Feed on

Don Boudreaux sent a fantastic short letter to the USA Today:

Re your editorial “One bright sign emerges in a gloomy housing market” (May 29) and the general dismay about falling real-estate prices and rising gasoline prices: What principle of economics suggests that markets are working well when the price of one asset (say, housing) rises, but not when the price of another asset (say, petroleum) rises?  What principle of ethics dictates that owners of one asset (say, housing) are entitled to capital gains and to enjoy these gains however large they might be, but that owners of another asset (say, petroleum) are not so entitled to their gains?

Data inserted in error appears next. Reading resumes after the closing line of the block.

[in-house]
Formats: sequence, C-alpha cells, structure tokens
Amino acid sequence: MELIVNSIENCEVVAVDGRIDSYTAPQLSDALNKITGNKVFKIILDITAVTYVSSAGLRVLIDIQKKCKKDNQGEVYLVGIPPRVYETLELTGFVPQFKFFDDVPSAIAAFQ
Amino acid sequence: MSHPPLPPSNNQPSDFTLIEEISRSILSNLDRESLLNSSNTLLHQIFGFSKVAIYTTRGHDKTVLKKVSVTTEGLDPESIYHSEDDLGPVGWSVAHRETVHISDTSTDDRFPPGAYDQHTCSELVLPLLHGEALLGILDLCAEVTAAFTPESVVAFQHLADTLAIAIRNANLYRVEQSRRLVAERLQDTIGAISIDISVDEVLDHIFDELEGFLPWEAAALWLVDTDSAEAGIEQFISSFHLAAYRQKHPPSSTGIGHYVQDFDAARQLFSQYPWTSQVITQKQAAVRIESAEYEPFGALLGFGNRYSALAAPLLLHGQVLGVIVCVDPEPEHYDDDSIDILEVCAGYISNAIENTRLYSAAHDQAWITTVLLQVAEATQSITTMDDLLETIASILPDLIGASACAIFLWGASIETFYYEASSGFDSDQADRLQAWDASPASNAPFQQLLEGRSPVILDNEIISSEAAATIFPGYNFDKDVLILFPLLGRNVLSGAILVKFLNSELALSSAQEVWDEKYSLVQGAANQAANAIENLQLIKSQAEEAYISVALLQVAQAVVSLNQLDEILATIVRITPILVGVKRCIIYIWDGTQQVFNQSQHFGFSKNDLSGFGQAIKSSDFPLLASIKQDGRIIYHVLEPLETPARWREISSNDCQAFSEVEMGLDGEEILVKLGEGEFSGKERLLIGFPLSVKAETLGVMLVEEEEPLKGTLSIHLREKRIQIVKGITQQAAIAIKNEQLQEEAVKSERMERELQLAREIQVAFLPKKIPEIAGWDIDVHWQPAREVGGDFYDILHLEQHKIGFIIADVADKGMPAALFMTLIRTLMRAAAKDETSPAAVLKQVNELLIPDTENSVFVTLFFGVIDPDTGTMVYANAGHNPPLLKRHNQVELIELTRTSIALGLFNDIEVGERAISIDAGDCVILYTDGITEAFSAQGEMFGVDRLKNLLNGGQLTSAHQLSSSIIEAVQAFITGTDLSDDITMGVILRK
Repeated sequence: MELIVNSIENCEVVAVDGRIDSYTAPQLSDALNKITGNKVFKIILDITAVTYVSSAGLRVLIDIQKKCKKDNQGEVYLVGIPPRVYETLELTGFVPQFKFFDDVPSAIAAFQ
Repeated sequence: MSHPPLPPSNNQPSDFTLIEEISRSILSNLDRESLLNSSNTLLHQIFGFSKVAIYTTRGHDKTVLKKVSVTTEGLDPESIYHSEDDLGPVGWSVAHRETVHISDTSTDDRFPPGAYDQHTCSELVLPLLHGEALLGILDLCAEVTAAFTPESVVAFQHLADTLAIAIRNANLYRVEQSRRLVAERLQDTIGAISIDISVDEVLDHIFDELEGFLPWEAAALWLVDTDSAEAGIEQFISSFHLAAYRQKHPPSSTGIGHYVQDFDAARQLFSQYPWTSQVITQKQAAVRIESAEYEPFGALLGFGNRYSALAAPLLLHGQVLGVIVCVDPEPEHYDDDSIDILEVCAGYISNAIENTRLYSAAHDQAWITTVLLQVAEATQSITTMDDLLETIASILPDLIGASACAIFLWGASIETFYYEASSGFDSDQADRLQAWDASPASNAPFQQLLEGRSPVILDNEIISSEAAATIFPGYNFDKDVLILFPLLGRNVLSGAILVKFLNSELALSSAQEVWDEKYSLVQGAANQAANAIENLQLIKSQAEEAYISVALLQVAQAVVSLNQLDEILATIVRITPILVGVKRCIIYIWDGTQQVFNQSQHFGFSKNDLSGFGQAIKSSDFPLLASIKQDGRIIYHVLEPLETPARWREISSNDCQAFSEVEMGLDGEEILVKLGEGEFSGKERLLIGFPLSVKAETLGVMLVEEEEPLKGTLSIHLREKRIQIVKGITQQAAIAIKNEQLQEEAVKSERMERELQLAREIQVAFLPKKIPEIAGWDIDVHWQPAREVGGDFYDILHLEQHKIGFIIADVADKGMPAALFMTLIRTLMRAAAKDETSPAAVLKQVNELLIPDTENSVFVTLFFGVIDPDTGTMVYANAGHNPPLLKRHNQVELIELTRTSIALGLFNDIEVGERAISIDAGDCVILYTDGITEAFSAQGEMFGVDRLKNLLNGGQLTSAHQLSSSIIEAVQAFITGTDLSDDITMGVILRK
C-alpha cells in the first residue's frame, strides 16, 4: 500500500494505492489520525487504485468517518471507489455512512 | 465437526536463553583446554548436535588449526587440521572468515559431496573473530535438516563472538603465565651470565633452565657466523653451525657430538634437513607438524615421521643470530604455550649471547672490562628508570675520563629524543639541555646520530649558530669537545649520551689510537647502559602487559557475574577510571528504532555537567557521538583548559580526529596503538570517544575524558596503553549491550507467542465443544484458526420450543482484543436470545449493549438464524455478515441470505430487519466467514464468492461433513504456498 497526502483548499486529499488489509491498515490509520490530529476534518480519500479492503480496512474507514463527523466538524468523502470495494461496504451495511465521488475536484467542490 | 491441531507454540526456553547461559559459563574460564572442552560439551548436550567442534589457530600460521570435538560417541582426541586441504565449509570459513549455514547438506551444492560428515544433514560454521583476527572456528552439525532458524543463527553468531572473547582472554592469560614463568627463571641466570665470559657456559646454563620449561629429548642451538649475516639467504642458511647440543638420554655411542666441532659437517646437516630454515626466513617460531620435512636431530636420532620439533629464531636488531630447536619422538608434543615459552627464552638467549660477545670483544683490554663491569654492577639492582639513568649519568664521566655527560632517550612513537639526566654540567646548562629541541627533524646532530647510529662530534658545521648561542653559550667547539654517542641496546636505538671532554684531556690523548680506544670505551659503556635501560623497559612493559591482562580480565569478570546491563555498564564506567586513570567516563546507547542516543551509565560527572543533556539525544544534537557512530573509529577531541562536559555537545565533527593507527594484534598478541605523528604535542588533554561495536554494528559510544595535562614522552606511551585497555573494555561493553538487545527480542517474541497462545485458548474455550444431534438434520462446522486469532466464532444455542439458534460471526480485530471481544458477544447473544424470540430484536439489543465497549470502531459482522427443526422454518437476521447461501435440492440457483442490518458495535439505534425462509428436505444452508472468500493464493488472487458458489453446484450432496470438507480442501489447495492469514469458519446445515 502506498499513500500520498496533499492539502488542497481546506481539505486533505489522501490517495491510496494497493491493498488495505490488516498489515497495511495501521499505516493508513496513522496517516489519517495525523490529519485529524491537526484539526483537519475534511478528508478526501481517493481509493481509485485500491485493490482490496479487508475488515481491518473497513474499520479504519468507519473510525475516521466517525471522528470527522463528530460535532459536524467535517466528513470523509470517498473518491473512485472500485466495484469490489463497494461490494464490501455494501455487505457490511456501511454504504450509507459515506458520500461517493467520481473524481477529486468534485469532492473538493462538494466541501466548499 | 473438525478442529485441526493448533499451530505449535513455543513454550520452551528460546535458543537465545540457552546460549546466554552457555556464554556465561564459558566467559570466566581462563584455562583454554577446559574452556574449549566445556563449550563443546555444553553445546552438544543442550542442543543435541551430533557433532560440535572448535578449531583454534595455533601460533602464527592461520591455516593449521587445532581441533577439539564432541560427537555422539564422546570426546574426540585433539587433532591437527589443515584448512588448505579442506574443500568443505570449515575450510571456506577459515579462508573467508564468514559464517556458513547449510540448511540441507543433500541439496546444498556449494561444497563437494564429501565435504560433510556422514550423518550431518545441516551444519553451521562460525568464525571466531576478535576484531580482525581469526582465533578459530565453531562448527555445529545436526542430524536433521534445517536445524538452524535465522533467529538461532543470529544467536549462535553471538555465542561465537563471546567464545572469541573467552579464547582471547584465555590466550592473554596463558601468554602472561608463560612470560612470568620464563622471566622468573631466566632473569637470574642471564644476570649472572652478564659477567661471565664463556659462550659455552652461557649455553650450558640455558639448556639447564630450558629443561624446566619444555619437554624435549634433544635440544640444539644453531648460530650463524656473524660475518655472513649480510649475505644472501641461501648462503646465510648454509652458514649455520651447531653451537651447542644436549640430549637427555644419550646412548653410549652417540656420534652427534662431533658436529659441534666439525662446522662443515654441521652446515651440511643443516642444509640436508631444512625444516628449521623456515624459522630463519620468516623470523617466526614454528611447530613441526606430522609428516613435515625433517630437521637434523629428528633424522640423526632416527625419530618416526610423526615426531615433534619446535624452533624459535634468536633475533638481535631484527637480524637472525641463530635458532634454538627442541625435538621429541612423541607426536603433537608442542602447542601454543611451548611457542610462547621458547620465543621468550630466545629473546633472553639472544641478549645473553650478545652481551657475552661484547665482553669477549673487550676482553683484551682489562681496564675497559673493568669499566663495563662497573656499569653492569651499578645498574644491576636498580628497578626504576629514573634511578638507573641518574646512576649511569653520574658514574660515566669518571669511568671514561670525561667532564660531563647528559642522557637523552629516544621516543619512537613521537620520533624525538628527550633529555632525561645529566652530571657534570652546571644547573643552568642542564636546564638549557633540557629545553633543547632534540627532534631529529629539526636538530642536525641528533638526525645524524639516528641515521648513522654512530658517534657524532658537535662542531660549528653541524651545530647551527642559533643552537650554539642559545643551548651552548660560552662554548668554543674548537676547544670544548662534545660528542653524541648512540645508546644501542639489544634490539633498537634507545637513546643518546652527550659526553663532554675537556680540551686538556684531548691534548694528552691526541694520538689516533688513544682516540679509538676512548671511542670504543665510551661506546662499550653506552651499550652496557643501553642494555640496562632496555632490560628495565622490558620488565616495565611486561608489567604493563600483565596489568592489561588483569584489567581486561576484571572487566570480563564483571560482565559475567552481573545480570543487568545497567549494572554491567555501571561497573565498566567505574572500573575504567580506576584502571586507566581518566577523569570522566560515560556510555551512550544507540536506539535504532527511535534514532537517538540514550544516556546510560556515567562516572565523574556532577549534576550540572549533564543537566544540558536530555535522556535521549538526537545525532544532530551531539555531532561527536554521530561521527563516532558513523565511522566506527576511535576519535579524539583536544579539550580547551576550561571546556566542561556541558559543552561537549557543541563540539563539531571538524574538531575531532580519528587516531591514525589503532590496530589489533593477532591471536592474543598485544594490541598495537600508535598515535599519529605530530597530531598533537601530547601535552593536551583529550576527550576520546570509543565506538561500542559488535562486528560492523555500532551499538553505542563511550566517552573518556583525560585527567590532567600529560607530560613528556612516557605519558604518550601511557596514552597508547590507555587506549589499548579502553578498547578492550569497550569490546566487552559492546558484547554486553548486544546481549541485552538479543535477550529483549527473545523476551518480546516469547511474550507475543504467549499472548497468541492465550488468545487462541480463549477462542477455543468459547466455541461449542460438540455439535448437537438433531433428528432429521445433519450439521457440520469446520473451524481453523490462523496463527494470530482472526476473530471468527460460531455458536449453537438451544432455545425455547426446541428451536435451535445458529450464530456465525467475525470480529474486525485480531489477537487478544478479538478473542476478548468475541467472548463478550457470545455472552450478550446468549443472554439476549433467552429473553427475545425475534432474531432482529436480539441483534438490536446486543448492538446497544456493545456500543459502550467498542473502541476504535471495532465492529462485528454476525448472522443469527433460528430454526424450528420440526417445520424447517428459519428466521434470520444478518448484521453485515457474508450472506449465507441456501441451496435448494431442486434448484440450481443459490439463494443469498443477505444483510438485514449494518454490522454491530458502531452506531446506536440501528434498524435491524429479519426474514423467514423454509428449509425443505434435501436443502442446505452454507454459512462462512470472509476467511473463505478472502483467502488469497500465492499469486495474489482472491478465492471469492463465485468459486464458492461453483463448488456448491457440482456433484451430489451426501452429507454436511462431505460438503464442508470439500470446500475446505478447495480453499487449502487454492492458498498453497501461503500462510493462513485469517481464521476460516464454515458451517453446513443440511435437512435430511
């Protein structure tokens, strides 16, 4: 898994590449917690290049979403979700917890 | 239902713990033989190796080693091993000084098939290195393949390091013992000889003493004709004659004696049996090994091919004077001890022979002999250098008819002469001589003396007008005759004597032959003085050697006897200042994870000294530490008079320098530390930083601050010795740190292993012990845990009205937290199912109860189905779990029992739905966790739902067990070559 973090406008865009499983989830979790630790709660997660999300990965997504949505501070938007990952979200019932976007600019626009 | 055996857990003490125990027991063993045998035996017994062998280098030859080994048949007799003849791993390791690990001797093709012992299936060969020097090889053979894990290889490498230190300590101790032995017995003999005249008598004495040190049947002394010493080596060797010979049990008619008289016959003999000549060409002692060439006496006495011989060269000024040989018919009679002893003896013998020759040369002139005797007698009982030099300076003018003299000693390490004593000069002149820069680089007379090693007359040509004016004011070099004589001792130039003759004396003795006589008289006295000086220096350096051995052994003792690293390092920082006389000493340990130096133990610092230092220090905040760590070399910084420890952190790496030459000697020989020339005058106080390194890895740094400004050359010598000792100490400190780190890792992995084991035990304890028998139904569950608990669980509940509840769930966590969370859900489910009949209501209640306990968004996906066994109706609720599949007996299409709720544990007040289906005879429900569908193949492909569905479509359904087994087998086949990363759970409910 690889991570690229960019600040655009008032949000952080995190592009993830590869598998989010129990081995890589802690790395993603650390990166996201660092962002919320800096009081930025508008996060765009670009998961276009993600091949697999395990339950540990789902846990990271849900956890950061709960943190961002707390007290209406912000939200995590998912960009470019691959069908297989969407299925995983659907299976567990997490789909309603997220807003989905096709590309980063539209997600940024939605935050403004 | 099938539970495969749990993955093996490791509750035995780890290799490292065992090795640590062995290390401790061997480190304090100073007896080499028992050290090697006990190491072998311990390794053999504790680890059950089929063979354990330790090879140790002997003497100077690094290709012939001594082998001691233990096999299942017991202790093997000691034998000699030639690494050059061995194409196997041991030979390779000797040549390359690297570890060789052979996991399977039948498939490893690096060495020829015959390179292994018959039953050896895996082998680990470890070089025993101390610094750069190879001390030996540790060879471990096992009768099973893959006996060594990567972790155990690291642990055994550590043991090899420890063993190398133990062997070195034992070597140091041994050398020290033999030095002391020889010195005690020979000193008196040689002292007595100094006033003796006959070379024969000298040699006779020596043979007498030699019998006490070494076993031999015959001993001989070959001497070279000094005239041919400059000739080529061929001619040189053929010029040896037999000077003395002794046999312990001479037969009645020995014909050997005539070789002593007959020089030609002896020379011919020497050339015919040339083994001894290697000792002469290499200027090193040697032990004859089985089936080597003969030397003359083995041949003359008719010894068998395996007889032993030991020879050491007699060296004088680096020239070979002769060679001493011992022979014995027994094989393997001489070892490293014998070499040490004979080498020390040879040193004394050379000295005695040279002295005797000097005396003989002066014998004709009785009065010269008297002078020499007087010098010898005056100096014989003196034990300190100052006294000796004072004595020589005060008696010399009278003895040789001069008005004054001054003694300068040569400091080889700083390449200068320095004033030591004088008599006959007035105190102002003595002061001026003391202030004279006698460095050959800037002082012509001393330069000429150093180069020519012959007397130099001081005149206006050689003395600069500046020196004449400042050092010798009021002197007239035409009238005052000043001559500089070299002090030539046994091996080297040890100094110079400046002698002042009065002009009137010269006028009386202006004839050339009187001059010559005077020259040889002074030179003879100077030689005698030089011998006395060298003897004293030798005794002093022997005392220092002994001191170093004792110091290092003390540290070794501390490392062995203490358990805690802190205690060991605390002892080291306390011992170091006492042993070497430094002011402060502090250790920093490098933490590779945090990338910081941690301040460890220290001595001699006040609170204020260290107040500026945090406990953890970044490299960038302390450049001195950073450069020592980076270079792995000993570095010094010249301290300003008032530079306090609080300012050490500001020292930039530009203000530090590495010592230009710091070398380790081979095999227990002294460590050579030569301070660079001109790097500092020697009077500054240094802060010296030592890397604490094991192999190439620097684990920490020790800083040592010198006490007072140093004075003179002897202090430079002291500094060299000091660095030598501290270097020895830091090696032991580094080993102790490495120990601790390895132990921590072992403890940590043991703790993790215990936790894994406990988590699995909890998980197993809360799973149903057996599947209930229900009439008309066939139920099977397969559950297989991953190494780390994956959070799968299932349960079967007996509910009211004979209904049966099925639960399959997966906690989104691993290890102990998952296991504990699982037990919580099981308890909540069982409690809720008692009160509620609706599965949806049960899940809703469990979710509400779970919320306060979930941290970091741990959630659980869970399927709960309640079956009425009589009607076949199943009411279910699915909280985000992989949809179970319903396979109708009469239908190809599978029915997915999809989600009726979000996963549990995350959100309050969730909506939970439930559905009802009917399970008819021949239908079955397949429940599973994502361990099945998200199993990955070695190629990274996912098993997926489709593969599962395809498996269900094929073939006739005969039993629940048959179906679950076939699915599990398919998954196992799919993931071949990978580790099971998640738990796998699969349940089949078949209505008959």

Finally, what moral precept advises us, in the case of petroleum products, to sympathize with buyers and demonize sellers, and in the case of housing, to ignore buyers and sympathize with sellers?

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